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Food and Drink, Recipes

Mutton: It’s what’s for dinner (so help me)



I love me some lamb. Really. But lets be honest: its not the best bang for your buck, and in these leaner days some consideration needs to go economy’s way.

And so I find myself reflecting on lamb’s elder sibling: mutton. Long ago it seems to have fallen of the steep end of our dinner menus. From what I recall of my old school English literature, I think it used to be a pretty popular meaty staple. And why not?

A few years back I ordered what was labeled as an organic lamb for my freezer. This being my Christmas present to myself, It was actually a nearly-year-old lamb. It was the best lamb I’d ever had, and there was so much of it. It was also a cheaper rate per pound, because it was an older animal (older here being relative, of course. We’re still talking baby sheep here, of course).

And from this ‘older’ lamb it was a short brainwave’s distance to wonder: “wait a minute… what about the older sheep? Where is that meat at?”

It’s in Greektown, I tells ya. (Coincidentally, so is some very reasonably priced regular ol’ lamb– about 1/2 the price of megamart lamb, and 50% tastier to boot).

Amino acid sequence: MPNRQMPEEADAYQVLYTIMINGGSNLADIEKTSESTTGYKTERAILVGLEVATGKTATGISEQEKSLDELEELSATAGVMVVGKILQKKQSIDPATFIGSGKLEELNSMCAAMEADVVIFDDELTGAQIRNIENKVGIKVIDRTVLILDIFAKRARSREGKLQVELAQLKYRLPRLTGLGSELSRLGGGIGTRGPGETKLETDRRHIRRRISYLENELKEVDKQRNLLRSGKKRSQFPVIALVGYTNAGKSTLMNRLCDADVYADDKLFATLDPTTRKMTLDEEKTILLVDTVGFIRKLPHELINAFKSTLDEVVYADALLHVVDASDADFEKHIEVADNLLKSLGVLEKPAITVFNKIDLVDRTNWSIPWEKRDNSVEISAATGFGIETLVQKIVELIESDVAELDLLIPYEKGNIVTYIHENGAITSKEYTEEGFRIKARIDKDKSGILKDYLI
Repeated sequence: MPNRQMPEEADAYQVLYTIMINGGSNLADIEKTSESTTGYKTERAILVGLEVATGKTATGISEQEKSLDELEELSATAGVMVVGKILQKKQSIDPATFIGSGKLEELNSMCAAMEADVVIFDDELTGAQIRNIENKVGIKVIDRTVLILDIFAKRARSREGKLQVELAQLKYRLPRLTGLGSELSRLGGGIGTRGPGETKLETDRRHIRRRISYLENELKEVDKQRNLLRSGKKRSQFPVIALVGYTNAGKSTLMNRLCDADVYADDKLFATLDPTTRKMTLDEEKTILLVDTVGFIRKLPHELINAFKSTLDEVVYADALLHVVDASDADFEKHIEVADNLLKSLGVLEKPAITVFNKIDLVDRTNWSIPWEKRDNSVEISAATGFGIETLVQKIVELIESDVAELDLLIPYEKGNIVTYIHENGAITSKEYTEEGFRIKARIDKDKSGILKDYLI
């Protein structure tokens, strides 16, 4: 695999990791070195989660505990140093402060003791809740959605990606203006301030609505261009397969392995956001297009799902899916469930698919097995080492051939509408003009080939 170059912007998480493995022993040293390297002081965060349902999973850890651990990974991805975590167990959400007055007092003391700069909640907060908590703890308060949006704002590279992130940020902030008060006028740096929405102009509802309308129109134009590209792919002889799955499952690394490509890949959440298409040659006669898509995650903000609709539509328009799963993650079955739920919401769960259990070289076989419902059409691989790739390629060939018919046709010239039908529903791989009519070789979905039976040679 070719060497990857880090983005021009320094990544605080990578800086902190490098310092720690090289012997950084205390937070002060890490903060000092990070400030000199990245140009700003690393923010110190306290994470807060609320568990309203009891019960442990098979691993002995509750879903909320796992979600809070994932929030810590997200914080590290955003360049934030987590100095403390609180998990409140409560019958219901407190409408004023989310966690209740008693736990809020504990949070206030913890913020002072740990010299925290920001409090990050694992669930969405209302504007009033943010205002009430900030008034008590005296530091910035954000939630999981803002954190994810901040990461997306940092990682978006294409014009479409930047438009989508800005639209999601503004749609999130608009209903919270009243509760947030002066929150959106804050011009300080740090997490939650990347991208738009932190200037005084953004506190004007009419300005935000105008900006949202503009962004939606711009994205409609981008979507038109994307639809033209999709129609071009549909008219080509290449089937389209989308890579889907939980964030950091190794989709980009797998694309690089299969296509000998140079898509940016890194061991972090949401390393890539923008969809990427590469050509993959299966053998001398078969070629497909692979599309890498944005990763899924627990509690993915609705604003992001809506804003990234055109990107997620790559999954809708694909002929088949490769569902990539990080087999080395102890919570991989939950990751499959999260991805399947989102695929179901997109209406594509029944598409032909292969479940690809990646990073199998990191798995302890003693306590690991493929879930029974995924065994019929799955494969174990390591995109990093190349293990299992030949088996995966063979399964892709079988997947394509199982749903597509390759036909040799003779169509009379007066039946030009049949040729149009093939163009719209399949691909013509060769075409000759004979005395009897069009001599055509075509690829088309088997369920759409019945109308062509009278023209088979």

And so I ventured forth into the city’s East end, and so I found my mutton. A 5lb bag of cubed shoulder of mutton for a whopping $20 or so. And so there was braising. Oh! The braising! A delicious Mutton Vindaloo-like-object on which we all subsisted on for weeks.

OK. Not weeks. I froze most of my bounty and made my vindaloo with a single pound’s worth. But it still fed us for at least a couple of days, and did so with all the of lamb and then some for a fraction of the price. Who could argue with that?

Vinegar Braised Mutton

2 lbs cubed mutton shoulder
1 red onion
3 cloves garlic, minced
2 tbsp red wine vinegar
1 large can diced tomatoes
1 tsp ground cumin
1 tsp ground coriander
1/2 tsp tumeric
1 dried red chili
2 tbsp vegetable oil
2 tbsp cilantro (garnish)

Preheat over to 350F.
Heat dutch over over high heat on stove. Pat meat dry and drizzle with oil. Season with salt and sear in batches. Remove and set aside.
Reduce heat to medium-high and add tablespoon of oil if required. Add onion and saute until soft. Add garlic, spices and saute another minute or two. Deglaze with vinegar.
Return meat to pot. Add tomatoes and large pinch of salt and pepper. Cover and place in oven.
Bake for 1 1/2 to 2 hours or until meat is tender and falling off the bone.
Transfer contents to serving dish and sprinkle with cilantro.

Suggested sides: Rice and a fork.

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